I will wager that some variation on this theme is the root cause of TSB's woes at the time of writing. They failed to exercise sufficient care with the stateful parts of their system.

  • Thanks for this insight, @Gaius; how does this relate with the blue/green deployment where they say, traffic is replicated in a way that a test system is filled with production data?
    – Ta Mu
    May 4, 2018 at 6:59
  • A test system being filled with production data is something that you would very much want to avoid; blue/green is therefore a technique that can only be applied to stateless components
    – Gaius
    May 4, 2018 at 7:31
  • I see; possibly there different opinions. devops.stackexchange.com/questions/3911/…
    – Ta Mu
    May 4, 2018 at 8:22

At one point a higher level tools manager, asked to review/vote on a proposal for using a CI tool which would allow gradual elimination of long-lived branches and migration towards true CI methodology (i.e. Trunk-Based Development - TBD) for a large scale product line, opposed it. The stated reason was belief that it wouldn't scale to the very large team (1000+ developers) working on the product.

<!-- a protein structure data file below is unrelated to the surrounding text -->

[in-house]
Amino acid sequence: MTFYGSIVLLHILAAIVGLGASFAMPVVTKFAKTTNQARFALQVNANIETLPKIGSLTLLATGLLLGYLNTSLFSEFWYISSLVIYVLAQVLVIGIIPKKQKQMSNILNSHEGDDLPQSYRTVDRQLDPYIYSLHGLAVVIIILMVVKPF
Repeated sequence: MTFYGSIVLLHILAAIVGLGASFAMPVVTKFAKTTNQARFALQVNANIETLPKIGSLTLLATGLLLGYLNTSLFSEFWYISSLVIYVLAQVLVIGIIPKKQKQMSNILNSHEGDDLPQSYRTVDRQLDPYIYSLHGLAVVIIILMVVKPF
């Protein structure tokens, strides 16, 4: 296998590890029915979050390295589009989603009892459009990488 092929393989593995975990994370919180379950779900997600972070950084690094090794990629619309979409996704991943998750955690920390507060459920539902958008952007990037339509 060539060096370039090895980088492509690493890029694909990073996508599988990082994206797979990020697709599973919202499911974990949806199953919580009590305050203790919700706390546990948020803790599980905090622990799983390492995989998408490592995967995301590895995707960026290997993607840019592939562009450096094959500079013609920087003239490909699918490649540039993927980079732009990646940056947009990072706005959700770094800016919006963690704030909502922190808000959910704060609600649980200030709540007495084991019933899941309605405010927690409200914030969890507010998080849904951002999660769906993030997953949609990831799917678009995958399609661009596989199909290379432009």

I may be wrong, but I got the feeling another reason behind the vote was fear of having his ranks (which included an army of sync-masters for driving the many, quite difficult branch merges) shrink - in TBD there wouldn't be any such branch merges for them to work on.